IoT security comes of age


Internet of Things security comes of age


April 23, 2018 • Internet of Things, Southern Africa

Internet of Things security comes of age

The Internet of Things (IoT) has long been a game of rush-to-market, with production speed trumping security in the stampede, says ESET Southern Africa.

Securing millions of non-standard devices as disparate as home thermometers, smart TVs and cars is no trivial task. It is somewhat simpler if they have simple stripped down embedded processors, but often they contain full-fledged and powerful network-connected operating systems, with all the security problems those present.

In previous years, it was non-obvious whether vendors were attempting to create security solutions without a corresponding real world threat. But as we see Android-related malware numbers steadily climb, it is no longer rare to spot scams or worse, on the platform. Additionally, as the importance and placement of IoT devices in more critical applications increases (think: “cars”), keeping rogue processes contained – regardless of their origin – seems wise.

One approach is to make each operating process mutually suspicious, containerize ed and separate from each other. But development is slower than just bolting on a standard OS like Android and shipping the product.

The good news is that Android security vendors here are implementing increasingly secure environments, but the rate of adoption is still far outpaced by the number of new devices hitting the market with unknown and unproven security chops.

Back to the mutually suspicious, or trusted computing platforms. While more difficult to develop against, they are typically far more resistant to attack. This has garnered the attention specifically of the automotive, government, and critical infrastructure market segments.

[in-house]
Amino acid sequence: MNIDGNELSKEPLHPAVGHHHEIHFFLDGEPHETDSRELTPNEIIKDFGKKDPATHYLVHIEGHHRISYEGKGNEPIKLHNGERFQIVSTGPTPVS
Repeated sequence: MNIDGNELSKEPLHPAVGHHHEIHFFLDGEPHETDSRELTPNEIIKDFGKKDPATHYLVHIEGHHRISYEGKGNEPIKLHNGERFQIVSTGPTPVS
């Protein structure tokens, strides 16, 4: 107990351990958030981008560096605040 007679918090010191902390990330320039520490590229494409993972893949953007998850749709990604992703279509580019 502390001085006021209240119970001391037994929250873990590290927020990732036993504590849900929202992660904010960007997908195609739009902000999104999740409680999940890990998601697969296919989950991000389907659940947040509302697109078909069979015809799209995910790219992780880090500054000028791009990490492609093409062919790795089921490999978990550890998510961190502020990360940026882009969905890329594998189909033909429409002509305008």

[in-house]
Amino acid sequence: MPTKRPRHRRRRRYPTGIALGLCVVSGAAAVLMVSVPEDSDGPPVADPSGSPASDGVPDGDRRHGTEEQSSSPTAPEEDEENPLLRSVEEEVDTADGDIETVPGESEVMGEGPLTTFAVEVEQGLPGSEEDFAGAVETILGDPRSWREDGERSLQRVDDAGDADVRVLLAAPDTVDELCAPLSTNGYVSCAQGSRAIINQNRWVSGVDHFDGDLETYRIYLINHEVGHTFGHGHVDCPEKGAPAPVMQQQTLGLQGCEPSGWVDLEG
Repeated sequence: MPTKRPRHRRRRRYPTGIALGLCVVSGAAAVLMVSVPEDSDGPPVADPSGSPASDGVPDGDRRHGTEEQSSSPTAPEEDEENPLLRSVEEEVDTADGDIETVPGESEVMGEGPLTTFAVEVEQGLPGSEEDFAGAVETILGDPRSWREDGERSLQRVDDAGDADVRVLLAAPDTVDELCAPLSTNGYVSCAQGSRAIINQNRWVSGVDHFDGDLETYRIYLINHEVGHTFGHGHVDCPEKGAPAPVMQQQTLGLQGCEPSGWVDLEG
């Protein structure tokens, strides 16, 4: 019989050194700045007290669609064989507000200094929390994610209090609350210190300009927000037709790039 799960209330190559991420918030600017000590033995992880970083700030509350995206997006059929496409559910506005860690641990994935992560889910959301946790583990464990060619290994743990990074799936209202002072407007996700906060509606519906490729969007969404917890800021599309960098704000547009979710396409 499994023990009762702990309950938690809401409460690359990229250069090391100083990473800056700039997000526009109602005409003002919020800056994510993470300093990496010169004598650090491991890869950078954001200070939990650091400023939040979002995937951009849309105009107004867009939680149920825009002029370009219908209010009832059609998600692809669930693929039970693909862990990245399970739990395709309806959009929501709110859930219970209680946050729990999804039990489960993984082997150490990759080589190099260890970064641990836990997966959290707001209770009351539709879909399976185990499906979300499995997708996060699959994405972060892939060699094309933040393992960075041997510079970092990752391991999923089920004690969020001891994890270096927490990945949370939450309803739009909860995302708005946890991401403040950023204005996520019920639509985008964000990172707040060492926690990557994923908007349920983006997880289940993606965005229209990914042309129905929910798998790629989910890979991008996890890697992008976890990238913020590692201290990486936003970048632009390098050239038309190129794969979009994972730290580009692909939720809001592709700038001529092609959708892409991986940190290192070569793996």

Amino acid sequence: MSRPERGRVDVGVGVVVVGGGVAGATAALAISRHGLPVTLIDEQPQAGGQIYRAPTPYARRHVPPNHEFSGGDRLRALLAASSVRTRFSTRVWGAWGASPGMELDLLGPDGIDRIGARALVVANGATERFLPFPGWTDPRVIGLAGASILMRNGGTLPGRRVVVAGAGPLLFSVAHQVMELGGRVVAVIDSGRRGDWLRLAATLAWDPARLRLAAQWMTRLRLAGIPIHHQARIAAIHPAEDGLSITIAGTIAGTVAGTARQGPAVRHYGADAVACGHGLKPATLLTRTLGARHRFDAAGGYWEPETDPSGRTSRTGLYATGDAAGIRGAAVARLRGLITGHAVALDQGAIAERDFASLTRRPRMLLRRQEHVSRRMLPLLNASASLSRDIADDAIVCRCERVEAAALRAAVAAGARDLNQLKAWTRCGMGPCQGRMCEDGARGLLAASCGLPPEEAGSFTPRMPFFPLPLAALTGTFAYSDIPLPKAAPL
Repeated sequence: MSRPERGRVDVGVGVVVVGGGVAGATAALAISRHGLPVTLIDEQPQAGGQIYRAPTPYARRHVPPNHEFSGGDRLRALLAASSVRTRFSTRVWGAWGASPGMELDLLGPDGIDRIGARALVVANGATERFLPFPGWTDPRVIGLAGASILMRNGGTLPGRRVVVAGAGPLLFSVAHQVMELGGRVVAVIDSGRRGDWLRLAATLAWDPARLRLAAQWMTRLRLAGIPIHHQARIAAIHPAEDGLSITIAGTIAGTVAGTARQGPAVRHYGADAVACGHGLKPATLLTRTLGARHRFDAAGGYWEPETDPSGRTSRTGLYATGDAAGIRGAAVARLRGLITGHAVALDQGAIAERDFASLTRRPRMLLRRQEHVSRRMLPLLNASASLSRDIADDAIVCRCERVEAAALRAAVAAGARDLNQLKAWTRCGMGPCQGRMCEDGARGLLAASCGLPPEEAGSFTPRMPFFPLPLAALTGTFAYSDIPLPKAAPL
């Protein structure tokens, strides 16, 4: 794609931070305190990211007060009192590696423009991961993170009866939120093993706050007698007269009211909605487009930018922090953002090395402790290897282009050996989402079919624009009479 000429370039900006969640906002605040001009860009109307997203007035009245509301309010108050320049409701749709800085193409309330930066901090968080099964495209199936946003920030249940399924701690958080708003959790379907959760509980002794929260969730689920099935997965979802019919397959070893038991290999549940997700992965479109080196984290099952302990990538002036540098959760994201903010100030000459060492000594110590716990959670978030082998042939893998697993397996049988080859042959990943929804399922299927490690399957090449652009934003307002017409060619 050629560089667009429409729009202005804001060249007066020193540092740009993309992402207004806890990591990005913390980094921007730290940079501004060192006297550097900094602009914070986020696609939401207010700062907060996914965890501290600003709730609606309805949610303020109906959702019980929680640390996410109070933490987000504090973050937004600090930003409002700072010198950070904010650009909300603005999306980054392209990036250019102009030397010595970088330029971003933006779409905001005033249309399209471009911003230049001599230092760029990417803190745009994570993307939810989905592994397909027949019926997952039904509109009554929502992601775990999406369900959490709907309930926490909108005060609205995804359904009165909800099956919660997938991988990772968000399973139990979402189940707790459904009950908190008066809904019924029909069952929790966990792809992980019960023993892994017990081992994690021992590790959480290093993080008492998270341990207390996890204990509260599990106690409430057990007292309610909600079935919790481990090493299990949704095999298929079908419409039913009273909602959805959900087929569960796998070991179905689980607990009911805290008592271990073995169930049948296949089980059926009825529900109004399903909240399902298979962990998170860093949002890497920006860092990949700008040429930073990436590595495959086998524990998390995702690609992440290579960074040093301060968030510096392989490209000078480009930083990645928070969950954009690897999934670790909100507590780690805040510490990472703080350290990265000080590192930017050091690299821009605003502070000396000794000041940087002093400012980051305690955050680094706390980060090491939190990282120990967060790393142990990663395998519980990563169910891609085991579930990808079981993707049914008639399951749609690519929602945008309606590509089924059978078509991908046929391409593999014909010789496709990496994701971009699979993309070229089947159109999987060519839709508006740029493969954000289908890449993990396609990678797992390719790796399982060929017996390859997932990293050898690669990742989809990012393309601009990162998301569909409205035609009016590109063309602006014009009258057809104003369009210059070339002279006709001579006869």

For some companies such as Lynx Software Technologies have been at it for some time now, and offer unique ways to approach the problem, with everything isolated – cores, memory, application, system and other resources – to form a very breach-resistant constellation of digital barriers that would curb the spread of nasty things. This sort of “paranoia” is most welcome in applications like avionics or medical devices, where no one wants to see “bad things” happen, and fundamentally, no-one wants. Prevention is better than detection.

Also, the network security folks have focused squarely on defending against rogue threats found on networks you might not think to look at, like CAN bus on automotive, or even ICS-related protocols like Modbus, which have been lightly defended (if at all) for decades.

As the importance and popularity of IoT continues to escalate and people place more valuable information thereupon, scammers and more hardened cybercriminals, will continue to look for new ways of attacking and compromising the swarm of devices which now surround us.

Edited by: Neo Sesinye
Follow Neo Sesinye  on Twitter
Follow IT News Africa on Twitter

«





Source link


Like it? Share with your friends!

15
0
15 shares

What's Your Reaction?

eiii eiii
0
eiii
hate hate
0
hate
confused confused
0
confused
fail fail
0
fail
fun fun
0
fun
geeky geeky
0
geeky
love love
0
love
lol lol
0
lol
win win
0
win

0 Comments

Your email address will not be published. Required fields are marked *

You may also like

More From: Technology

DON'T MISS

Choose A Format
Personality quiz
Series of questions that intends to reveal something about the personality
Trivia quiz
Series of questions with right and wrong answers that intends to check knowledge
Poll
Voting to make decisions or determine opinions
Story
Formatted Text with Embeds and Visuals
List
The Classic Internet Listicles
Countdown
The Classic Internet Countdowns
Open List
Submit your own item and vote up for the best submission
Ranked List
Upvote or downvote to decide the best list item
Meme
Upload your own images to make custom memes
Video
Youtube, Vimeo or Vine Embeds
Audio
Soundcloud or Mixcloud Embeds
Image
Photo or GIF
Gif
GIF format